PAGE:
Claudio Gomez, M.A.’09
Helping Others to Weather the Storm
By Greta Petry, M.A.’01
n 2011, after Tropical Storm Irene rolled across upstate New York, University at Albany Senior Academic Adviser and Educational Opportunities Program (EOP) Counselor Claudio Gomez drove to severely flooded Schoharie County to see if his family needed help. By the time he arrived at their Middleburgh home, his mother and brother had already evacuated. Unable initially to locate them, Gomez feared they had been lost in the storm. He later learned they were safe.
Stefon Wells, Cecil Belfon Jr. and Gomez take a break.
When Hurricane Sandy made landfall over New York City last fall, Gomez remembered his emotional response to the storm that had affected his family 14 months earlier. Determined to assist those impacted by the October 2012 superstorm, he launched Project Sandy at UAlbany. “My initial idea,” Gomez explained, “was not only to bring relief to those individuals in need, but also to spark others to take action and create their own aid efforts.”
Gomez, a magna cum laude management/finance graduate who also earned a master’s in liberal studies, marshaled volunteers and resources quickly. “A big percentage of the student population was involved in Project Sandy. Everyone played a major role in this initiative,” he observed.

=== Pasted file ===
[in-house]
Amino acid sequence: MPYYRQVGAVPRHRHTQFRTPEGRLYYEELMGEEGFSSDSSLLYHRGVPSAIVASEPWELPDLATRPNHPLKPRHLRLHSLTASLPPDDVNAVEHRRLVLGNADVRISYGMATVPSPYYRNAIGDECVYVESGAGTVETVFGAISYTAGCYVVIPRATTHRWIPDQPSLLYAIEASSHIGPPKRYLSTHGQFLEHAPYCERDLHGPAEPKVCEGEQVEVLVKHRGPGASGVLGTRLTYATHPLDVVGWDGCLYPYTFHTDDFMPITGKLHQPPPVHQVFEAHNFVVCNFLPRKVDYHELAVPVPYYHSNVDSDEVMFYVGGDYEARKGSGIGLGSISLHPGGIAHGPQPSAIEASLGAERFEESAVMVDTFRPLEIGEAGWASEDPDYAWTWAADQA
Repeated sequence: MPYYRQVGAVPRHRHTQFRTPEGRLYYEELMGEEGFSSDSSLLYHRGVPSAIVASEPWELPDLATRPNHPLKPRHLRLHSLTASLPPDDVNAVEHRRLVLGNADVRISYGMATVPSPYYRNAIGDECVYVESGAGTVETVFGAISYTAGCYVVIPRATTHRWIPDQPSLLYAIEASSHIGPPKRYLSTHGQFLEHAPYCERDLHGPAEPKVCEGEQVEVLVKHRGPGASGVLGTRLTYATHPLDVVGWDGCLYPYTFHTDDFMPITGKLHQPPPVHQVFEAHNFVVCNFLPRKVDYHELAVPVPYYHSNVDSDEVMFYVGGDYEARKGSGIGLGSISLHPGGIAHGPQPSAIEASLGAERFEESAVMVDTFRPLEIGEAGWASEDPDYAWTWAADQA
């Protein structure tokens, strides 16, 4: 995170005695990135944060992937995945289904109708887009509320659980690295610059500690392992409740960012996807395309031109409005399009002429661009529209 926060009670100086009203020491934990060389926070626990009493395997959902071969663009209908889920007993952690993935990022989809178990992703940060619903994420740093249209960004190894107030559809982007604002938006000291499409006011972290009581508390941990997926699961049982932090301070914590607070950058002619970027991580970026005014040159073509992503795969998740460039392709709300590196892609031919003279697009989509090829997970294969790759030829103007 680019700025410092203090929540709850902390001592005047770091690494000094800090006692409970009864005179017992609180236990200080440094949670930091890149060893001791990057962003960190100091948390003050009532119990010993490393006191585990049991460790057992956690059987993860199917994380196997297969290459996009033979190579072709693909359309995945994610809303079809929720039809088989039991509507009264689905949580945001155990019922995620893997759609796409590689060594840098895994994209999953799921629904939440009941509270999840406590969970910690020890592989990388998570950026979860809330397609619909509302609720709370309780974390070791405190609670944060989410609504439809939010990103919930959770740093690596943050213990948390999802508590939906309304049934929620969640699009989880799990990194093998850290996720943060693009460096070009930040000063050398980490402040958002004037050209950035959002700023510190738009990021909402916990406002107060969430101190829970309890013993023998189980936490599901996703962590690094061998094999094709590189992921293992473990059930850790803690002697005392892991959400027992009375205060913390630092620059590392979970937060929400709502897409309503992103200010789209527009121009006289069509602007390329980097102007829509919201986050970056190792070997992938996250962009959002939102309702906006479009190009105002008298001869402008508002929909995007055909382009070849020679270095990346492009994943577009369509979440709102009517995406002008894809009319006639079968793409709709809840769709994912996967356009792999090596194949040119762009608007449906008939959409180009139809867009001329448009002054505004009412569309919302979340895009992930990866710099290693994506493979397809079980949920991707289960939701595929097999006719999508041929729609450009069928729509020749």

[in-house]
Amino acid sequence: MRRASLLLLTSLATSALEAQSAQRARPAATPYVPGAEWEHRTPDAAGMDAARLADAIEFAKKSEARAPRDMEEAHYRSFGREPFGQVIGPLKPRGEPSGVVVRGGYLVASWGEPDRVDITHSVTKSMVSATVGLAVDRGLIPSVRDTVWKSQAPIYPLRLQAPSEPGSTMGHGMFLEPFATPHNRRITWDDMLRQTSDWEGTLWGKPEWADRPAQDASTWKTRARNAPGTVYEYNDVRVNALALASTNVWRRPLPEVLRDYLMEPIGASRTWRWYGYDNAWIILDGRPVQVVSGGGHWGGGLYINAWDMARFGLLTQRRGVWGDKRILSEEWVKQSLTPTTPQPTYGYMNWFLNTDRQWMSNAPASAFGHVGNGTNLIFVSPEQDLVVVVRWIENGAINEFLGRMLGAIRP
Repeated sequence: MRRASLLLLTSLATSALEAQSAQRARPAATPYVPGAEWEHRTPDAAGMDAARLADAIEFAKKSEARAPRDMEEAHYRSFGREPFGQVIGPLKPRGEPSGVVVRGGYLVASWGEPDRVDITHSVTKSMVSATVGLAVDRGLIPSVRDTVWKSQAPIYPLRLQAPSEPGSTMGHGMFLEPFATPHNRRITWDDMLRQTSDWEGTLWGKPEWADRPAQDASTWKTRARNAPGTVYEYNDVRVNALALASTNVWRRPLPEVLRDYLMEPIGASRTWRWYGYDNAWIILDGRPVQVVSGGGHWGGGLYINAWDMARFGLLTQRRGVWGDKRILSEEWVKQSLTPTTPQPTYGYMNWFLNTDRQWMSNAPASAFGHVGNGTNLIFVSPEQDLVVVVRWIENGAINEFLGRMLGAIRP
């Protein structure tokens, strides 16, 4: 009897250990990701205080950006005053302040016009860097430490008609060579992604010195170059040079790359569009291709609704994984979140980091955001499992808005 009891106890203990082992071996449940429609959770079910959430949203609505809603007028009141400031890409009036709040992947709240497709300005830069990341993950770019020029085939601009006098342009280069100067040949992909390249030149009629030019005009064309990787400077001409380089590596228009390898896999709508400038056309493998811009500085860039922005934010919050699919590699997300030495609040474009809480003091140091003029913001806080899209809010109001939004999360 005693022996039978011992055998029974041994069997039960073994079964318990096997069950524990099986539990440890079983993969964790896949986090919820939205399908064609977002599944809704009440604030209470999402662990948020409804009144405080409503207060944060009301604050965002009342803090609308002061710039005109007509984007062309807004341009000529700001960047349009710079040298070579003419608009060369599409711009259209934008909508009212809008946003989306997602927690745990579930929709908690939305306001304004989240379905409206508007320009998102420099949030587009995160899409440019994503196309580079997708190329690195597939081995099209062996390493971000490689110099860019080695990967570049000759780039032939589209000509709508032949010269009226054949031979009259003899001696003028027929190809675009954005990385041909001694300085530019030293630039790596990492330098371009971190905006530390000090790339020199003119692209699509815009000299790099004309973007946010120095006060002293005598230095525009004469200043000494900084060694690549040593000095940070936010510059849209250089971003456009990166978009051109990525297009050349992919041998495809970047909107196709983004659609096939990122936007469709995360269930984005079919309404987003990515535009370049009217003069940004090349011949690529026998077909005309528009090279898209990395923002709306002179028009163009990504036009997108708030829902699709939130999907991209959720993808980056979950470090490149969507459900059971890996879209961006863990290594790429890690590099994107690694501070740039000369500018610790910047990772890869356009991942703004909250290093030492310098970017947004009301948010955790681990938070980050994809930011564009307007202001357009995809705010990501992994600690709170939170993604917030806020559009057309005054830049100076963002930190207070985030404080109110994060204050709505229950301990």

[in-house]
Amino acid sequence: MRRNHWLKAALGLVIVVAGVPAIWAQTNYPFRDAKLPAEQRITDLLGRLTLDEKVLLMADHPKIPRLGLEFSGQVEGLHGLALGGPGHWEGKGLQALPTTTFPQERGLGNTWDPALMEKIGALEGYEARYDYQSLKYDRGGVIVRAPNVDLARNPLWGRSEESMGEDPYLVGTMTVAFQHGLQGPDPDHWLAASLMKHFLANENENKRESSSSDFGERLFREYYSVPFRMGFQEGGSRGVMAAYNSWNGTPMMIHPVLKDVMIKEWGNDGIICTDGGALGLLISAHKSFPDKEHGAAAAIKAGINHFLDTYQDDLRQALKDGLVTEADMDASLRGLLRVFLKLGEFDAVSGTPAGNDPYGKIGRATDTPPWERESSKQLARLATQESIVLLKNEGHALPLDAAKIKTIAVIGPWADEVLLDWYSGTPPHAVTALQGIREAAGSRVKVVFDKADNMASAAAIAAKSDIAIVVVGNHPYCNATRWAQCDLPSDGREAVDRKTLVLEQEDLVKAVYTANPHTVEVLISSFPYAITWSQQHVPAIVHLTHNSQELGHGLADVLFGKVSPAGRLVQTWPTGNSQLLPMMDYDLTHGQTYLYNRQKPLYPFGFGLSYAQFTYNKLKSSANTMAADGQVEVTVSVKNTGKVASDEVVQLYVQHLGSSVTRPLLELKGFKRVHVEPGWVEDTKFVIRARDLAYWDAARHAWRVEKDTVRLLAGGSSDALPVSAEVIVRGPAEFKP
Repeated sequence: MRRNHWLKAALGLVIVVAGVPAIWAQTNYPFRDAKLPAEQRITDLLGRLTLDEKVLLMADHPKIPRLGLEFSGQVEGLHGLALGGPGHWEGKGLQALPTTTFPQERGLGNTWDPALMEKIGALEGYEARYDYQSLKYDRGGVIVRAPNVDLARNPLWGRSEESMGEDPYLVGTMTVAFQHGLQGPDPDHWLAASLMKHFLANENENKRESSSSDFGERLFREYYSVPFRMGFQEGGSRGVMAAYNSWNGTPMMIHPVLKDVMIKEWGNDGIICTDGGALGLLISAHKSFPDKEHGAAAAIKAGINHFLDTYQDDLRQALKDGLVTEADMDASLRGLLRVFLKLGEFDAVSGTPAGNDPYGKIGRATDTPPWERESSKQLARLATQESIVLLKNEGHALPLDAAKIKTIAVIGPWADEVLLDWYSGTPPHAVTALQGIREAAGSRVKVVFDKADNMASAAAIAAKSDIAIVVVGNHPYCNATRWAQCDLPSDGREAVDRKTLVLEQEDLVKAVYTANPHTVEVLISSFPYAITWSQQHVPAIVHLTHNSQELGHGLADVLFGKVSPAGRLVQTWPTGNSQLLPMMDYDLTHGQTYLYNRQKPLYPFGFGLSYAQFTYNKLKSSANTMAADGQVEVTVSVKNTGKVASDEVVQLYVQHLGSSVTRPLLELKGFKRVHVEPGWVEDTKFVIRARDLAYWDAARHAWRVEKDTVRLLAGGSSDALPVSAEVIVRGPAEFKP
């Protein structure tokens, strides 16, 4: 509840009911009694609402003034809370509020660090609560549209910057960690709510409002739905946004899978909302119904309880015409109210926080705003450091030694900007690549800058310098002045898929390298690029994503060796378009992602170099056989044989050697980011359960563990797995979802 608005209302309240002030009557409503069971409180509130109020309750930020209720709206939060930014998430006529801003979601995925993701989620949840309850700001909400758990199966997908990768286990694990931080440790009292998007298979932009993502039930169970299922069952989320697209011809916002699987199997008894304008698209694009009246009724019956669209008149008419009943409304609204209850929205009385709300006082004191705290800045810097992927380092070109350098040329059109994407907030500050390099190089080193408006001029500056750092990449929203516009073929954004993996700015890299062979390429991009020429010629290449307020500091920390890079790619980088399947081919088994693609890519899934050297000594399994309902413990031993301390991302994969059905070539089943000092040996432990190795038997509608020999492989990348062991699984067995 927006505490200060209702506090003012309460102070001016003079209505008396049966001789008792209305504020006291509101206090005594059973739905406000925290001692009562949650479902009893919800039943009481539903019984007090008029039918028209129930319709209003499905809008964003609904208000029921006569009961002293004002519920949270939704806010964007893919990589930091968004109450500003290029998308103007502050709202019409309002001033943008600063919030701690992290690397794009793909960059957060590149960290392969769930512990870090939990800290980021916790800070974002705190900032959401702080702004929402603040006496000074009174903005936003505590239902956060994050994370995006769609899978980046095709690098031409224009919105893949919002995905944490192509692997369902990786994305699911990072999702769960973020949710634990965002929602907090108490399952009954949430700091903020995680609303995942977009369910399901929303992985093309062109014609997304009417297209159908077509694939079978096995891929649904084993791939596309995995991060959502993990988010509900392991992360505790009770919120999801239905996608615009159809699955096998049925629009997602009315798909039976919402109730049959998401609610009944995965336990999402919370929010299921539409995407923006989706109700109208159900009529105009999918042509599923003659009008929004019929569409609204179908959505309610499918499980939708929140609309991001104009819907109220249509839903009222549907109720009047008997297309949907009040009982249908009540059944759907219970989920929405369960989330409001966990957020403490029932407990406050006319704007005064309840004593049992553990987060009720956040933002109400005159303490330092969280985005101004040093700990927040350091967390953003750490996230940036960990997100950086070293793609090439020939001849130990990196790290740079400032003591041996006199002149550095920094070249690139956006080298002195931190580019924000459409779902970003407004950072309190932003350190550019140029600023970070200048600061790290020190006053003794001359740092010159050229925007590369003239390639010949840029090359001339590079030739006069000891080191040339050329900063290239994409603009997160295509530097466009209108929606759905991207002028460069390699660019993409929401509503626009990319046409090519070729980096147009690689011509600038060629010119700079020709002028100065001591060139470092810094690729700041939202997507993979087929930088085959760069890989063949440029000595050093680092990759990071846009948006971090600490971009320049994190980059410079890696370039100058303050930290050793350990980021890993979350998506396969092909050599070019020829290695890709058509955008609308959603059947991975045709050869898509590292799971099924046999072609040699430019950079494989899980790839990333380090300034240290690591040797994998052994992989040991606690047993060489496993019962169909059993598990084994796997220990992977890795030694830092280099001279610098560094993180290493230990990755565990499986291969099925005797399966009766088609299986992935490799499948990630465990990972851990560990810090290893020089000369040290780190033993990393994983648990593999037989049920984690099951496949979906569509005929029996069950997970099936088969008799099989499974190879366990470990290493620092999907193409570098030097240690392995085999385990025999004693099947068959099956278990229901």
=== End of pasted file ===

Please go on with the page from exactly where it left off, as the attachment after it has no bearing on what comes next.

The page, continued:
Umaru Barrie is ready for Project Sandy 2.0, a cleanup effort organized during the winter break.
In November, Gomez and a group from UAlbany made one trip to Far Rockaway in conjunction with the Student Association, the Office of Student Involvement & Leadership, the Department of Residential Life, and various student organizations, delivering a bus full of donated goods to makeshift shelters. At one, they witnessed people turned away because of limited space and an overabundance of certain items, such as clothing. The volunteers quickly refocused their efforts and handed out blankets, canned goods and baby formula to those in need.
For a second trip to the area last December, “we went with three buses,” recounted Gomez, who came to the United States with his family 20 years ago from Colombia. “During the winter break, [student] Umaru Barrie returned to Far Rockaway to do a cleanup initiative known as Project Sandy 2.0. He told me the need is still there. It’s sad to say, but people really think that, once you donate, everything will be fine. But the need will always be there. The rebuilding process is going
to take a while.”
Gomez hopes that UAlbany students will “create some type of [permanent] disaster-relief group on campus. We need a central location and an organization to address these types of issues.”